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Supply Chain Management 101: Managing the Supply Chain (Post 3)

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In the third installment of this series, Andrew Piland examines the importance of collaboration when construction projects encounter supply chain issues.

How do we operate in today’s supply chain environment? Collaborate and think outside the box.


The trick to collaboration is realizing that no single person has the right answer.

When a construction project has to call an audible to get around supply chain issues, more than one person has to be involved.

  1. The designer
  2. The supplier(s)
  3. The project manager
  4. The installer

Imagine getting all four of these personas in a room together to solve a problem.  Although it does happen, it is the exception to the rule.  A project manager must first align everyone on the principle that the owner’s satisfaction is the ultimate goal and then facilitate productive discussion. It is similar to a Last Planner System® approach, but instead of talking about coordinating hand-offs between trades, we are aligning conditions of satisfaction across stakeholders.

This is uncomfortable, and most organizations collaborate well intra-enterprise.  The graphic below is an example of a supply chain maturity chart, with collaboration on the x-axis and performance on the y-axis.  As it turns out, supply chain performance is directly related to how well organizations work together.

Supply Chain 101

From what I have seen in the construction industry, my sense is that we are, on average, somewhere between levels 1 and  2.

Here’s a quick excerpt from Charles C. Poirier et al. called Diagnosing Greatness: Ten Traits of the Best Supply Chains: “To Progress from level 2 to level 3, a firm must surmount a formidable cultural barrier.  The idea of sharing valuable information to establish an inter-enterprise network with external parties – the central tenet of level 3-is alien to upper management in many companies. Accordingly, they resist attempts to extend supply chain improvement efforts beyond their internal four walls.  The innovators find a way to overcome that resistance. They poke through the four walls by working with one or two key suppliers….”

Perhaps your organization is at Level 2, and you want to go further. Building a close relationship with some key partners and including them as negotiated contractors is a good start.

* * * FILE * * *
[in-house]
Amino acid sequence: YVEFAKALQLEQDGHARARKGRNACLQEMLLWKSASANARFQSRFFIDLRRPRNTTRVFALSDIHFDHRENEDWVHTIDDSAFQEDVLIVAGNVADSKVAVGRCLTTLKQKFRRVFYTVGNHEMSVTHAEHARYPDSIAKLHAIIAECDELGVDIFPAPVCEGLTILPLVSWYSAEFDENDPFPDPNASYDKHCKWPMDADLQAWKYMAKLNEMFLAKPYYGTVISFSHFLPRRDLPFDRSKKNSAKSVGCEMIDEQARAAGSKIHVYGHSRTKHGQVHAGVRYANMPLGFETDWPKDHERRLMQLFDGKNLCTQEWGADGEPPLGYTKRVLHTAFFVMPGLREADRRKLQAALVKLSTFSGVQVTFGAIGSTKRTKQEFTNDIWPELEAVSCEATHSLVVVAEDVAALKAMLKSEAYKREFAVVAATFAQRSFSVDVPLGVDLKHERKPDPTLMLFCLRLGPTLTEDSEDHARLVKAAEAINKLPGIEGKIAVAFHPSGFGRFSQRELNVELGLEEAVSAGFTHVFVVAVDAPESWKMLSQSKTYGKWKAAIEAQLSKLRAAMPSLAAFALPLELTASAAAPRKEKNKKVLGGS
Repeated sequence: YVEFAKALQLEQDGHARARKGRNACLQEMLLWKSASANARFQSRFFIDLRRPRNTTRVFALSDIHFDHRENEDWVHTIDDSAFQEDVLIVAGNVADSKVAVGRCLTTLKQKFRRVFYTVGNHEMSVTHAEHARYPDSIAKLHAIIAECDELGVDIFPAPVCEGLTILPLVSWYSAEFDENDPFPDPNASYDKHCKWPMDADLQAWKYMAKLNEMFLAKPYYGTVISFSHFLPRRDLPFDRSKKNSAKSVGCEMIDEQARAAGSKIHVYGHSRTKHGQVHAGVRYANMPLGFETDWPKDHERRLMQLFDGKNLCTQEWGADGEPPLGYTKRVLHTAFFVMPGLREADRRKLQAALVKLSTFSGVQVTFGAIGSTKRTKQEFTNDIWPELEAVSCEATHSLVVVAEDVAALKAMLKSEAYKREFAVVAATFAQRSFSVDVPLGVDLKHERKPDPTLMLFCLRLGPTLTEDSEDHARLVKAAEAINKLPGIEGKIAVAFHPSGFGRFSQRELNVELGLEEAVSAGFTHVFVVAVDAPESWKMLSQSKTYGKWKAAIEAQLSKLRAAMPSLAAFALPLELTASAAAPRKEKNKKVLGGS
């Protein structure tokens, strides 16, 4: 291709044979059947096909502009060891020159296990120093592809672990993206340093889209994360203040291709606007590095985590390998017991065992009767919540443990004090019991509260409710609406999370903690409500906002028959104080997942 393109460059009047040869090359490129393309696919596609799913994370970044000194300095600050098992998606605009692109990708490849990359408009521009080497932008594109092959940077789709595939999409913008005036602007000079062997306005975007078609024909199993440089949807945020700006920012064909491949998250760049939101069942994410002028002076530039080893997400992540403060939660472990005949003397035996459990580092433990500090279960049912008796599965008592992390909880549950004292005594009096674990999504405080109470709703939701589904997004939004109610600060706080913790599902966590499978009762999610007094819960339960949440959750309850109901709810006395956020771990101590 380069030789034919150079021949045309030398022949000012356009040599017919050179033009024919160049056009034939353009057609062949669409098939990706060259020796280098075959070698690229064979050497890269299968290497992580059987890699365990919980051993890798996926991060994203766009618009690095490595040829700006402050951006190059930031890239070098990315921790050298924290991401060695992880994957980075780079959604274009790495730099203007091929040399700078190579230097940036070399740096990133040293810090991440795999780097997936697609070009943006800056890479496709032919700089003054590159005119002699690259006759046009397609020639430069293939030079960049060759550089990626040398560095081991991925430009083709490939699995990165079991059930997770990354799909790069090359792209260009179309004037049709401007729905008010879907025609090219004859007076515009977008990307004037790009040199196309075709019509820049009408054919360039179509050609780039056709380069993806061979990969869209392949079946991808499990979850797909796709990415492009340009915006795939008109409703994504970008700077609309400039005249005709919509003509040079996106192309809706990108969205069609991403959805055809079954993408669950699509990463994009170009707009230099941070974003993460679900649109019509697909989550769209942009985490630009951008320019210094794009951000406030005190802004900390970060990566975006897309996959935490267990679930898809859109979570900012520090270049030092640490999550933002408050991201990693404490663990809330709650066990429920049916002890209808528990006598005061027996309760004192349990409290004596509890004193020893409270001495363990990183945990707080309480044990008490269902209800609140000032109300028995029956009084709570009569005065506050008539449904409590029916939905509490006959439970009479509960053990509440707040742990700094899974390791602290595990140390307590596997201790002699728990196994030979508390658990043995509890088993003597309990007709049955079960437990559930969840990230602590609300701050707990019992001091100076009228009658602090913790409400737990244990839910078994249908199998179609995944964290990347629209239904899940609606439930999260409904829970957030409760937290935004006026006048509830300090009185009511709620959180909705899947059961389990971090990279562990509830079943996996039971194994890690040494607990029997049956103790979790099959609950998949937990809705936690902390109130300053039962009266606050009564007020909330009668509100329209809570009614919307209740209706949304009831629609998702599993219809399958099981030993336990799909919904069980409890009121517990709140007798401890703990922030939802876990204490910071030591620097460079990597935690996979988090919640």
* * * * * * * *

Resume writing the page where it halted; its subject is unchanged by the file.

Thinking Outside the Box

Here’s a quick and broad vignette.

Last month, I was at a data center construction conference, and an electrical contractor told a story about how they could not get a particular electrical component in a suitable amount of time for an upcoming project. The lead time was more than six months, and there were no alternative suppliers.

What did they do? They reverse-engineered and manufactured the component themselves and got it UL certified. They then built a business to sell components to their competitors by establishing this manufacturing capability.

The first thing that this electrical contractor did well was to identify the shortfall before the project started. They likely used historical procurement data to identify items with long lead times, but then they followed up by validating at the beginning of the project. This does not happen enough, and it ties back to one of the themes of this blog series: Project managers are supply chain managers, and supply chain managers have to know the status of their supply chain.

Collaboration and thinking outside the box both carry risks.  It is not like we just start doing these things, and everything gets better overnight. Other industries have far exceeded construction in their capability to build collaborative and integrated supply chains.

As the Chinese proverb states, “A journey of a thousand miles begins with a single step.”

If you missed either of the two previous posts from this blog series, they are available at the links below: